While the new government has said it will review the taper, it could well be abolished not just for top clinicians, but across the board – otherwise the government runs the risk of establishing a twin-track tax regime.

The taper has been credited with encouraging more investments into EIS and VCTs, as high earners seek somewhere to put their cash over and above their annual pension limits, so if it were to be abolished completely, this could have a detrimental effect on the amounts being put into such tax-advantaged schemes.

Increasing responsibilities

One trend that seems certain to grow over the next decade is the importance to investors of environmental, social and governance (ESG) policies.

Perhaps the biggest blockage to be dealt with in the investment world in the coming years will be developing a coherent and universally accepted definition of what constitutes an ESG-compliant investment. As the concepts of ESG and so-called impact investing have gained traction with investors, so has the rise in the number of funds and organisations being accused of ‘greenwashing’ their investments. Finding a way to clearly delineate what is and is not within the realms of ESG will be important in gaining the trust of investors.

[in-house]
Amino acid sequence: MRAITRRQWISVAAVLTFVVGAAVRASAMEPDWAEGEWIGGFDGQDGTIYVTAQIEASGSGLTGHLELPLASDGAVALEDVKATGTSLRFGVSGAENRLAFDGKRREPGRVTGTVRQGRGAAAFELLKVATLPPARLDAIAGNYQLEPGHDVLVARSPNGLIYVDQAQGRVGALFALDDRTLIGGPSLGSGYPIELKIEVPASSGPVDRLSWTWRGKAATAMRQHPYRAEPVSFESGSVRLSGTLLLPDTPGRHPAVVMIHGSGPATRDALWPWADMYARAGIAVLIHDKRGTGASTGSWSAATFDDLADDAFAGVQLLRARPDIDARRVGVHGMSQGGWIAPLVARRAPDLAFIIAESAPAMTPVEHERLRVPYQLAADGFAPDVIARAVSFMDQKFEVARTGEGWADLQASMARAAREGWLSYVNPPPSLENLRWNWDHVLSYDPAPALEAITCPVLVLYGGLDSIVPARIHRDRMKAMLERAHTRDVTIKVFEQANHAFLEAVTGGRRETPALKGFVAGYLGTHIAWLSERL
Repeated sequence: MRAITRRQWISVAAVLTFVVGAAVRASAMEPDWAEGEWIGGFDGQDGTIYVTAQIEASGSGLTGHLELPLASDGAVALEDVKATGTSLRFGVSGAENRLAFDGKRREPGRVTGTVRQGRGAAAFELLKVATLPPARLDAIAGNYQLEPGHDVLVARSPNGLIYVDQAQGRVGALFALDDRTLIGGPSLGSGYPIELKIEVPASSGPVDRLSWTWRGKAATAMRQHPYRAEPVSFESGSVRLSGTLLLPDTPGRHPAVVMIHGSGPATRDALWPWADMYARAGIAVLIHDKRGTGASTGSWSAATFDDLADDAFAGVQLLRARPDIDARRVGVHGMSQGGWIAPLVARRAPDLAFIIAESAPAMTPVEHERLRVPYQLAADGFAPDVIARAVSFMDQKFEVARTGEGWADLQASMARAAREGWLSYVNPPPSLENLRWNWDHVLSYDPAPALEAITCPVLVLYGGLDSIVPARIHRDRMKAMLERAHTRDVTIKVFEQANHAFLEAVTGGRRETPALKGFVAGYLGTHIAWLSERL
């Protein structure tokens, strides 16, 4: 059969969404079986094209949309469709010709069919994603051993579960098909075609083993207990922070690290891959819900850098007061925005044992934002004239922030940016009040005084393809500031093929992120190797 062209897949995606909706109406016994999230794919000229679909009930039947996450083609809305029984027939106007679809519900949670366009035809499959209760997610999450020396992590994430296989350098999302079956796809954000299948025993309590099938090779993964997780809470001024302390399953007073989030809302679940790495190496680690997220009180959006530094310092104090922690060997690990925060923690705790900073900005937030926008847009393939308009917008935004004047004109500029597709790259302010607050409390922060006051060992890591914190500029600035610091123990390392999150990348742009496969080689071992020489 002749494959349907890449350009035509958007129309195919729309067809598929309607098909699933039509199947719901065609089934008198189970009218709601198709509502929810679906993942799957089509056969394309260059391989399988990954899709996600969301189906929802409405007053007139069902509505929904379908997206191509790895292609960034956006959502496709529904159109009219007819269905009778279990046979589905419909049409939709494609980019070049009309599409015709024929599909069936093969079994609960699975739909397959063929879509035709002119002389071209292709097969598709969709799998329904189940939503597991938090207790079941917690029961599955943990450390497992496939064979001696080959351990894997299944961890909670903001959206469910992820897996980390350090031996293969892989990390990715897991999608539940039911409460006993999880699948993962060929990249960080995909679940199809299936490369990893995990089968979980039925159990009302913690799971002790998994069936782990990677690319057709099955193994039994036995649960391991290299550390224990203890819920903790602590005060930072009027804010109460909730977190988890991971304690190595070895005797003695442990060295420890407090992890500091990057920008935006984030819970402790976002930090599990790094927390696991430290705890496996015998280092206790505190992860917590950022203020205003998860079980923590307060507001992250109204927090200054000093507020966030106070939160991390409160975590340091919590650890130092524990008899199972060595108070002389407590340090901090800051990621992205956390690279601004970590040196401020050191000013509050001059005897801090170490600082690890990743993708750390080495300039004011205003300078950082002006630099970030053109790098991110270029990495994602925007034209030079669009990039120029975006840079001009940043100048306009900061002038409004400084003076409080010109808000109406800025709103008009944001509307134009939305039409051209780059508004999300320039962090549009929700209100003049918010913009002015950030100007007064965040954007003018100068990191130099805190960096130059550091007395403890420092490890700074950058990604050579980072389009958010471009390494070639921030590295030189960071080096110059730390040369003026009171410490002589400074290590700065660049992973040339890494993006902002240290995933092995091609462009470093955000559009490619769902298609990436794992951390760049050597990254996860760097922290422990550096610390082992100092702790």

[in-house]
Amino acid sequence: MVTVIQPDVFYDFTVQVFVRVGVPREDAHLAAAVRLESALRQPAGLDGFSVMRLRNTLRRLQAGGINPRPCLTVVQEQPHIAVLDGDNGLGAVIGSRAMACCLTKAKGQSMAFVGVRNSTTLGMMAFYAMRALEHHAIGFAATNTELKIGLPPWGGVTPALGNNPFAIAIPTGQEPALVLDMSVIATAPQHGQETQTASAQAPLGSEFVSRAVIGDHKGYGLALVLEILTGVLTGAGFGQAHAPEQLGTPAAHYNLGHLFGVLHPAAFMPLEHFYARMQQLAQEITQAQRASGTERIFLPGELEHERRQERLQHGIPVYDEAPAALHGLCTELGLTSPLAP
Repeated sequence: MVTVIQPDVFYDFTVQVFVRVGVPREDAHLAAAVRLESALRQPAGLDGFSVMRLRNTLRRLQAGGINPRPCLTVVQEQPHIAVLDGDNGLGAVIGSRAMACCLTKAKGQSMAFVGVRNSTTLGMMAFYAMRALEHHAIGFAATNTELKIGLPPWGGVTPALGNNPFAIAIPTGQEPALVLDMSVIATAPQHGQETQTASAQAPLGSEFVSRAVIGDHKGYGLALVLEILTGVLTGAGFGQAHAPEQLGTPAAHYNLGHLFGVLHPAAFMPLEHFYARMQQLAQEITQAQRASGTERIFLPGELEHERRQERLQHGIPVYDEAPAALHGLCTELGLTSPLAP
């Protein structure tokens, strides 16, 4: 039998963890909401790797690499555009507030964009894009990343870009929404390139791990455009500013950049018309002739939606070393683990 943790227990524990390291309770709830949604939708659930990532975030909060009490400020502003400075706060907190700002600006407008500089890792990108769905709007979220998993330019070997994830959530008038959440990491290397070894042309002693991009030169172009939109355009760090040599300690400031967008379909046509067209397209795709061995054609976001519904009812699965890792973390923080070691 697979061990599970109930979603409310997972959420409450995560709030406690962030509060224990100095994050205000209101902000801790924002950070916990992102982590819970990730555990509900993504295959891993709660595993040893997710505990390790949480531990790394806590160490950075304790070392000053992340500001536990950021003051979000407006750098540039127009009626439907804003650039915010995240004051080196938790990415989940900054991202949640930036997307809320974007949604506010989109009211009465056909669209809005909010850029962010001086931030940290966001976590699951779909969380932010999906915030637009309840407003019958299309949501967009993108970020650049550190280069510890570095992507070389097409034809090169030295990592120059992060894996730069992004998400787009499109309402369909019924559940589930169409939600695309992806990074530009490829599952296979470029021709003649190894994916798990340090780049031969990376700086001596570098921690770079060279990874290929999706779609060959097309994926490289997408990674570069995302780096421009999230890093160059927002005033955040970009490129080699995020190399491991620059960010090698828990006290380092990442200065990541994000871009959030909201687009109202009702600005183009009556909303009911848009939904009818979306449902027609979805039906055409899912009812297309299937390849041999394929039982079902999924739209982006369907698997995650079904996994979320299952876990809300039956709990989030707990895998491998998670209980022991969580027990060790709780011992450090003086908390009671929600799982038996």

While EIS and VCT investments can no longer be in renewable energy generation, it’s important to remember that BR investments still can. Furthermore, other ESG investment options, from recycling to medical research, are very much available for EIS and VCT funding. Plus, as these issues permeate more and more into business life, their resonance will increasingly be felt by growth companies even if it is not their primary activity.

Underlining how important environmental issues, in particular, are becoming in the financial world, Bank of England governor Mark Carney told the BBC at the end of 2019 that firms need to change their priorities as the world faces up to the threat of climate change. Signalling that this is now an economic issue as much as an ethical one, the comments show the importance of changing investment priorities to focus on industries and businesses that will have a positive impact on the environment.